- Author: Marian I Chmieleski
A few months ago I wrote an article about the importance of planting bee-attracting plants in our gardens to hopefully counteract the alarming effects of Colony Collapse Disorder in the bee population across our country. In my research for that article I learned about neonicotinoids, which are a new type of pesticide suspected of contributing to that disorder. Since then I have read several new pieces, done more research into the topic and learned some worrisome information. Let me share some of that with you.
Firstly, some background: according to Wikipedia, "Neonicotinoids are a class of neuro-active insecticides chemically similar to nicotine. The development of this class of insecticides began with work in the 1980s by Shell and the 1990s by Bayer. The neonicotinoids were developed in large part because they show reduced toxicity compared to previously used organophosphate and carbamate insecticides. Most neonicotinoids show much lower toxicity in mammals than insects, but some breakdown products are toxic. Neonicotinoids are the first new class of insecticides introduced in the last 50 years, and the neonicotinoid imidacloprid is currently the most widely used insecticide in the world. The neonicotinoids include acetamiprid, clothianidin, imidacloprid, nitenpyram, nithiazine, thiaclopridandthiamethoxam." And Dinotefuran.
The connection between these products and the death of so many bees is becoming more widely suspected. In a July edition of "The Hill", it was reported that H.R. 2692- Saving America's Pollinators Act of 2013 had been introduced into Congress, to stop the use of these pesticides and require the EPA to do more extensive research into their effects. (http://thehill.com/blogs/congress-blog/energy-a-environment/312023) It was sent to committee on July 16th and there it has sat. In a January, 2013 report of the European Food Safety Authority neonicotinoids were identified as a definite risk to honey bees. The EPA reported that beginning in December of 2013 and for 2 years forward the use of these pesticides will be severely restricted in Europe. But not here.
In searching the Internet I found that neonicotinoids are in a large variety of products, which may be purchased in stores around town and on such sites as Amazon.com and ebay. Those products include (but I'm sure are not limited to): sprays for insect control of lawns and turf grasses; pesticidal products (sometimes combined with fertilizers) for vegetables and fruits, (citrus fruit, grapes, cotton, canola, cereals, cherries, cucumbers, melons, onions, peaches, rice, stone fruit, strawberries, sugar beets, tea, tobacco, pears, apples, peppers, plums, potatoes, tomatoes) house plants and ornamentals; insecticides to kill bed bugs, leaf miners, grubs, aphids, white flies and beetles; and pet supplies to kill ticks and fleas. So, yes, they are everywhere.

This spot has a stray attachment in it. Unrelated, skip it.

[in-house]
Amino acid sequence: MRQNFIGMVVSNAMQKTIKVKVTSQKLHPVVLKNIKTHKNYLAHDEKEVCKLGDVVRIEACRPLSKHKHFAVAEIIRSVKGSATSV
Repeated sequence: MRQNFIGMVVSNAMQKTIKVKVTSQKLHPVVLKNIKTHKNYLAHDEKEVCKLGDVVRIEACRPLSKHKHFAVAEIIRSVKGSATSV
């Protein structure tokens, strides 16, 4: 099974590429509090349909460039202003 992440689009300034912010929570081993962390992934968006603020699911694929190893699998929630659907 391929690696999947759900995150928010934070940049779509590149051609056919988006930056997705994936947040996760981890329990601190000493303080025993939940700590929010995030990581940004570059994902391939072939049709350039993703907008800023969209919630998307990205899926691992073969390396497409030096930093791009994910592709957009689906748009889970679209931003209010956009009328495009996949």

Just as with any other pesticide, there may be good reason to use them at times, but the less we use the better and we certainly want to know if they are in the products that we are buying. So reading labels and steering clear of the ingredients mentioned above should be a pretty effective means by which to feel confident about our purchases. You would think.
However, it has recently been reported that some of the plants sold in "big box store nurseries" are grown from seeds pre-treated with neonicotinoids. Yikes! I learned this after I had purchased from one of those "big boxes" a beautiful chrysanthemum this summer. Had I killed bees??? I was feeling tricked. So I have since made a few phone calls.
I asked a salesman in the garden department at Lowe's whether the seeds for their plants had been pre-treated with pesticides. The answer was, "yes". He explained that they have many growers from whom they buy, and those plants coming from out-of-state and from SoCal were indeed pre-treated. Those coming from "here", he said, were not. A call to Home Depot got me an "I'm not sure" response. Two of their vendors are Hines and Color Spot. I was not able to contact anyone at Hines, but did call the ColorSpot corporate offices, and was re-routed from Customer Service to Grower information, where the recording asked for my message. We'll see whether or not I get a response. I did, however, note that all the ColorSpot Nurseries are located from Salinas south to Fallbrook and across the southwest to Texas. We must draw our own conclusions.
Suffice it to say, there is reason to be concerned. Friends Of The Earth now has a BeeAction campaign going on. The Sierra Club has Sierra Rise that is expressing the same concern. And, interestingly, Bayer on their crop science website has a whole little section devoted to the importance and care of bees. http://www.bayercropscience.us/our-commitment/bee-health
Bee forewarned and bee careful!
- Author: Susan Croissant
Borage (Borago officinalis), aka starflower, bee bread. Clusters of sky blue, nectar-rich starflowers grace this Mediterranean annual herb almost continuously through Spring, Summer and Fall. Honey bees and bumble bees can't get enough of it. It has distinguishing black anthers, white prickly hairs and bristly stems and leaves. It is often grown as a companion plant to legumes, strawberries, spinach and brassicas. Full sun, any soil, keeps this plant growing 2-3 feet tall. Keep it dry or provide very moderate water. It reliably reseeds itself year after year.
I placed just one plant in my hard-clay soil a couple years ago. Now, single stems emerge in new spots every Spring. So, be sure you don't mind it popping up just about anywhere it pleases. If you have a small hill or bare area, an empty corner, if you like your garden a little more wild or informal, you will love the bees that head directly to the borage; they will then frequent your garden to explore your other goodies.
Since ancient times, borage has been regarded as having a wonderful effect on mind and body. When the yard is alive with sky blue color and pollinators, it certainly lightens the heart and calms the mind. Great-grandmother's pillowcases may have borne the embroidered likeness of borage. Borage oil is said to have an anti-inflammatory, skin-healing effect and is used in skin products to restore moisture and smoothness. The flowers are edible and, when separated from their calyxes, the corollas can be floated in cold drinks like maraschino cherries or used to garnish salads.